The terms and expressions which have been employed herein are used as terms of description and not of limitation, and there is no intention, in the use of such terms and expression, of excluding any equivalents of the features shown and described or portions thereof but it is recognized that various modifications are possible within the scope of the invention claimed.
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|U.S. Classification||336/84.00C, 336/205, 336/223, 336/200|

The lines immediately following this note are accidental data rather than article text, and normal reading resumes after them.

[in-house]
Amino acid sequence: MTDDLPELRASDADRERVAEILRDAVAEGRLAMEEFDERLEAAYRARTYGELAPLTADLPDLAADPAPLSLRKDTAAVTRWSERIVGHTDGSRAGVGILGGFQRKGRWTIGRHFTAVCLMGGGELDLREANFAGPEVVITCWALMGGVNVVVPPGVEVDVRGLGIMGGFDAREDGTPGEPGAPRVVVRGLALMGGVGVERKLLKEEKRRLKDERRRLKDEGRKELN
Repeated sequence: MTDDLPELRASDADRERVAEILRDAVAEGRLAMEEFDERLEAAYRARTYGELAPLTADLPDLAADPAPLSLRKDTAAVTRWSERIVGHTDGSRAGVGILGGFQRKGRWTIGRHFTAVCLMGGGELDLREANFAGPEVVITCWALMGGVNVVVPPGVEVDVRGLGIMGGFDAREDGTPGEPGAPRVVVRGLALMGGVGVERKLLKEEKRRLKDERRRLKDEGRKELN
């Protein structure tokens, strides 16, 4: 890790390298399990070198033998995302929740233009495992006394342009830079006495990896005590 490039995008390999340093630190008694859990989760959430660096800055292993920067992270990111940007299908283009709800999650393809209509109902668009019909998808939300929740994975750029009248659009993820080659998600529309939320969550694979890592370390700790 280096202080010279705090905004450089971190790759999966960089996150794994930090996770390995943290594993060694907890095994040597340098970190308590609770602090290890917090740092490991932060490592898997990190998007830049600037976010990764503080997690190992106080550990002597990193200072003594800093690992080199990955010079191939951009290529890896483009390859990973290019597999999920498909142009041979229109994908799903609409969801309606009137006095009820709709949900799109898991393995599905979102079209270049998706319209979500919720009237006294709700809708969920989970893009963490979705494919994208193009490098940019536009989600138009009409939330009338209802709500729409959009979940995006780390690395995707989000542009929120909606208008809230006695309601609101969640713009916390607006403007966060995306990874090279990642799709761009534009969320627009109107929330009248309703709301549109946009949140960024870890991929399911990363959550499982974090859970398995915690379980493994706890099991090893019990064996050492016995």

|International Classification||H01F17/06, H01F17/00, H01F19/04, H01F19/08|
|Cooperative Classification||H01F2019/085, H01F2027/2861, H01F17/062, H01F2005/046, H01F2017/065, H01F19/08, H01F17/0006|
|European Classification||H01F17/00A, H01F17/06A, H01F19/08|
|Jan 21, 1986||FPAY||Fee payment|
Year of fee payment: 4
|Mar 6, 1990||REMI||Maintenance fee reminder mailed|
|Aug 5, 1990||LAPS||Lapse for failure to pay maintenance fees|
|Oct 16, 1990||FP||Expired due to failure to pay maintenance fee|
Effective date: 19900805